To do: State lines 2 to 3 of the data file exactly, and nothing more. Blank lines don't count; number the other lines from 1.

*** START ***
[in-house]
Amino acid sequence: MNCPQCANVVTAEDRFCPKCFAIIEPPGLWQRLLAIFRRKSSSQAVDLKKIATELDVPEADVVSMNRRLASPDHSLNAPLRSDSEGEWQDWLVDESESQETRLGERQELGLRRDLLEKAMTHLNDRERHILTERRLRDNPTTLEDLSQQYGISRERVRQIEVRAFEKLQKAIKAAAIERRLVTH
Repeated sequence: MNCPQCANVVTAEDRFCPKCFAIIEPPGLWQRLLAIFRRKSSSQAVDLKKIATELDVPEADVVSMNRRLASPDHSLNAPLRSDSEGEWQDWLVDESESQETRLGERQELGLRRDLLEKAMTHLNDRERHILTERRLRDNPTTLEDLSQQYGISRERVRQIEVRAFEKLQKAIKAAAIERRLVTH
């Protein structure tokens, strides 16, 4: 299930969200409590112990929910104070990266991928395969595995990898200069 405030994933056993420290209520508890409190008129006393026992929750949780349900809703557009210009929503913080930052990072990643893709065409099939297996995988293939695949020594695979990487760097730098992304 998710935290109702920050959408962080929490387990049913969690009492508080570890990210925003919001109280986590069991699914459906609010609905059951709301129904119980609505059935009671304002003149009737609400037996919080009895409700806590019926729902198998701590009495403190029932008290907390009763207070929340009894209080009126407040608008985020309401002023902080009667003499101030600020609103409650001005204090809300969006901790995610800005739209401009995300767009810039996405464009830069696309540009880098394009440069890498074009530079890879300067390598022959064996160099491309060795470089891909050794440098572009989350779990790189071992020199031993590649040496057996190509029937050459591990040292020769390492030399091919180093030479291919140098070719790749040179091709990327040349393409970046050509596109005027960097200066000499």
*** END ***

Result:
Amino acid sequence: MNCPQCANVVTAEDRFCPKCFAIIEPPGLWQRLLAIFRRKSSSQAVDLKKIATELDVPEADVVSMNRRLASPDHSLNAPLRSDSEGEWQDWLVDESESQETRLGERQELGLRRDLLEKAMTHLNDRERHILTERRLRDNPTTLEDLSQQYGISRERVRQIEVRAFEKLQKAIKAAAIERRLVTH
Repeated sequence: MNCPQCANVVTAEDRFCPKCFAIIEPPGLWQRLLAIFRRKSSSQAVDLKKIATELDVPEADVVSMNRRLASPDHSLNAPLRSDSEGEWQDWLVDESESQETRLGERQELGLRRDLLEKAMTHLNDRERHILTERRLRDNPTTLEDLSQQYGISRERVRQIEVRAFEKLQKAIKAAAIERRLVTH